Leveraging quirky talents

Psychotherapist Janet Lawson of Mill Valley, California worked with many teen and young adult clients with social/communication challenges and had an idea.

Wouldn’t it be more effective to facilitate social interaction by showing instead of telling?

“Rather than mandating social interactions or creating artificial social situations, I wanted to help my clients enjoy naturally occurring interactions and conversations in the context of activities that they enjoyed.”

She began with a small group for girls called Girls Who Love Anime. The group met weekly and began making plushies (stuffed creatures) based on their drawings and clothing of their own design.

It was very successful.

Soon after Janet’s husband Dan Swearingen, an astrophysicist/software designer and avid model builder (as well as an Aspie!) joined her and began offering model building classes.

Then Nate Yates joined to lead film-making workshops and Jen Hirt with clay, fabric and stained glass workshops.

Autistry Studios was born and their mission is to help teens and young adults with High Functioning Autism, Asperger Syndrome and other social/communication/learning differences become successful independent adults by leveraging their interests and talents.

The workshops begin with an exploration of interests: what does the student really like to do, read about or dream of creating? Individuals on the Autistic Spectrum often have difficulty applying themselves to tasks in which they have no personal interest. In school they excel in some classes and fail at others. Their success rate is directly proportional to their interest.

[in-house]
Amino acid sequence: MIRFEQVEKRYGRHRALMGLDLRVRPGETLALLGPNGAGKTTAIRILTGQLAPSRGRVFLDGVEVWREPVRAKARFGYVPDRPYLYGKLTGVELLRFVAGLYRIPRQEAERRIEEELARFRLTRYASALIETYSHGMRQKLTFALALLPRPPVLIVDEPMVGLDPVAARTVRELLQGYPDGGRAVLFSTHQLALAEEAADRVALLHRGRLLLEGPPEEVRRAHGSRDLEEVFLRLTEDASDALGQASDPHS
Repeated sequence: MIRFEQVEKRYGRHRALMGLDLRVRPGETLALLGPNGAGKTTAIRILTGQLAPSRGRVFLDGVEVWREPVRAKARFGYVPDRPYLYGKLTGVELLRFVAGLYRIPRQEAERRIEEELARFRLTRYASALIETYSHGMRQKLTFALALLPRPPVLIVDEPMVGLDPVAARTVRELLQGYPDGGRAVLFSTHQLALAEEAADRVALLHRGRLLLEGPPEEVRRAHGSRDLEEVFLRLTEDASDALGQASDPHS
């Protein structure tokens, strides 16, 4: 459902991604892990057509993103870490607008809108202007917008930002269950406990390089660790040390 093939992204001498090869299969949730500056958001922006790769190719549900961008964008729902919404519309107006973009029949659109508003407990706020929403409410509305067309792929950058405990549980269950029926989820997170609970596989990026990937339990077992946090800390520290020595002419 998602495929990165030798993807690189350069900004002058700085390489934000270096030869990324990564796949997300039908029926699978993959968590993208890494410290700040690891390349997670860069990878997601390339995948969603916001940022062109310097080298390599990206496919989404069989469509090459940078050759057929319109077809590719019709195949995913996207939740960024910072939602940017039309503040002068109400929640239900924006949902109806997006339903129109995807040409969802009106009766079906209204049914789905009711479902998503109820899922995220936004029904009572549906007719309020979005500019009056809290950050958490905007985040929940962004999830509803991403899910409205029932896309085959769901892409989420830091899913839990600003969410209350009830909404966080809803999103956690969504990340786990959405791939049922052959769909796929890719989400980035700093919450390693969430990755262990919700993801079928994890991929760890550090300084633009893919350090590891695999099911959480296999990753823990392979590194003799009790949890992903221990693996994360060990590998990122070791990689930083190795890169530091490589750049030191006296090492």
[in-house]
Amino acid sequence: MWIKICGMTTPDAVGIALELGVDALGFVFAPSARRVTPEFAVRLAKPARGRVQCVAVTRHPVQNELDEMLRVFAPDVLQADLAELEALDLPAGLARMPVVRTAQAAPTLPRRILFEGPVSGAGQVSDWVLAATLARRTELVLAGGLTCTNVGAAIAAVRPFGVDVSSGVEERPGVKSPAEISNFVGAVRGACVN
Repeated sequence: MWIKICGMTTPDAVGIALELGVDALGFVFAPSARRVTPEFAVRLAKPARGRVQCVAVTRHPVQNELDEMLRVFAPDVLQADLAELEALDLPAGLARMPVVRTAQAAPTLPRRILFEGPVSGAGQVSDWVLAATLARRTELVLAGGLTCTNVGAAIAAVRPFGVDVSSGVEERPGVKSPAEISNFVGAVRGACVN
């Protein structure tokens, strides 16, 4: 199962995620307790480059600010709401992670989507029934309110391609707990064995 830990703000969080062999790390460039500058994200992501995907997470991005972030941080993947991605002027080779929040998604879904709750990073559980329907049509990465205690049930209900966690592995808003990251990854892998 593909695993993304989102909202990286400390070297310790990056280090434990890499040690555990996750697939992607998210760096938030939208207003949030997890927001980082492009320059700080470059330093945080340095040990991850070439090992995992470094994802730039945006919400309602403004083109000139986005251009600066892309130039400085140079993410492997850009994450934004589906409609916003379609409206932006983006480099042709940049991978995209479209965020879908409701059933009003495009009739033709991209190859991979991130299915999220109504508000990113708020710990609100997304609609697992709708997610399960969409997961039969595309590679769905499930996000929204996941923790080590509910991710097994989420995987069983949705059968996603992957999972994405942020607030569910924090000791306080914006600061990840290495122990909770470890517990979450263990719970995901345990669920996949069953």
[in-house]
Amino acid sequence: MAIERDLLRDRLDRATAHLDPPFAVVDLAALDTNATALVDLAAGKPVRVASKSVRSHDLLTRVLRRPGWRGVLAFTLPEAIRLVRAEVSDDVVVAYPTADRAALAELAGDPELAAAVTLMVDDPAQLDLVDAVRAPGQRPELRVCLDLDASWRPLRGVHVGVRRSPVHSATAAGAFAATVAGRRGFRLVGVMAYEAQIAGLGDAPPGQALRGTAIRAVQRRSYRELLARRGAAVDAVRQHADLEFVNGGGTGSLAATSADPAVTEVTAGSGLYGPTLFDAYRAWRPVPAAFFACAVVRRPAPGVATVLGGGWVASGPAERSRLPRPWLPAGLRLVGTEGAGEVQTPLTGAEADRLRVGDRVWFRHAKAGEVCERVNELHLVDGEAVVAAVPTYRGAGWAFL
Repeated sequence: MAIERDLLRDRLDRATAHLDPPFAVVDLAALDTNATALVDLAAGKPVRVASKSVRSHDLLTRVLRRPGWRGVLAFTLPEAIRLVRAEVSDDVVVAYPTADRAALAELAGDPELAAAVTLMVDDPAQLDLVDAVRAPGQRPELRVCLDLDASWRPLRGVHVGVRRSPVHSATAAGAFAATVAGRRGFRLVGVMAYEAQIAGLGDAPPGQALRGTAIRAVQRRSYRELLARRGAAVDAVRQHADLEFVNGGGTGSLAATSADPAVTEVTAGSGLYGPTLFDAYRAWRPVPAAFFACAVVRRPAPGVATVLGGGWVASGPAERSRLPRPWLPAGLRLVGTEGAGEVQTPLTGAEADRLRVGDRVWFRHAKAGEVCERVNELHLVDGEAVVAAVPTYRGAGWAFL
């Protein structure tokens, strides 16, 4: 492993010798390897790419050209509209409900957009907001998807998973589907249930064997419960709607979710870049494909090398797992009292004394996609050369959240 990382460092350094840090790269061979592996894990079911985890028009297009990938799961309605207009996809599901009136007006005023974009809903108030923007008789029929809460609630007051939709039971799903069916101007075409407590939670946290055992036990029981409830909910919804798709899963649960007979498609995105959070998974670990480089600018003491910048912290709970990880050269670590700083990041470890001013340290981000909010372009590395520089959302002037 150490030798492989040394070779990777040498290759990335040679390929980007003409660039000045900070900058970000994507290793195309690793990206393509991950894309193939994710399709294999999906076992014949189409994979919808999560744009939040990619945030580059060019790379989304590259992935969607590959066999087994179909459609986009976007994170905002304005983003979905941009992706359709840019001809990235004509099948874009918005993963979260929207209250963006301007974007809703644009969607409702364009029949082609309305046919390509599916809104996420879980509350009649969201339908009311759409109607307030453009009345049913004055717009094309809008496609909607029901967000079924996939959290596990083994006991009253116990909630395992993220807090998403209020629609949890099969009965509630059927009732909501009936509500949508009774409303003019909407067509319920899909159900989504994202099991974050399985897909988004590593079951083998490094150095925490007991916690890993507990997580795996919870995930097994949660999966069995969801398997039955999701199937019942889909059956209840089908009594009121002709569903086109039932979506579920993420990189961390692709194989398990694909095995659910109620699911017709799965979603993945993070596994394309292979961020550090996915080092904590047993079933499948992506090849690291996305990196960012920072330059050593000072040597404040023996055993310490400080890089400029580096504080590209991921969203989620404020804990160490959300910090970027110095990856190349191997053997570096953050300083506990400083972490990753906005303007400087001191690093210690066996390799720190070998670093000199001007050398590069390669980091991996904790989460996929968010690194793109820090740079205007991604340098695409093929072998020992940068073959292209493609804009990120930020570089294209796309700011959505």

Workshop leaders teach new skills by doing, working with the students and assisting them when they get stuck. This way, students gain insight into their own strengths and weaknesses as workers and students and learn to be problem solvers.

“As the mother of one of the first participants in Autistry Studios,” says Katherine Edwinson, “I have witnessed how the staff embraces the students and gently pushes them to develop skills that enable them to interact more successfully with other people.”


In California 90% of adults on the autism spectrum are unemployed. For the 10% who have found employment they are earning less than $5,000 a year.

In response, Autistry Studios is seeking grants to create Autistry Graphics, envisioned as the first of many small business enterprises, to employ adults with ASD and support their independent employment at external companies. Through a new and innovative employment model designed specifically for adults with ASD, Autistry Graphics will provide training, initial employment, placement support, and retraining and re-placement, as needed.

“Autistry Graphics program will interface well with our Autism Spectrum Graduate program,” says Dr. Pamela Wolfberg of the Autism Spectrum Graduate Program (Project Mosaic). “The Autistry Graphics program offers educators and related professionals a rare opportunity to learn how best to serve the vocational needs of individuals on the autism spectrum.”

I think this kind of forward thinking is so important, don’t you? Our children will not be children forever.


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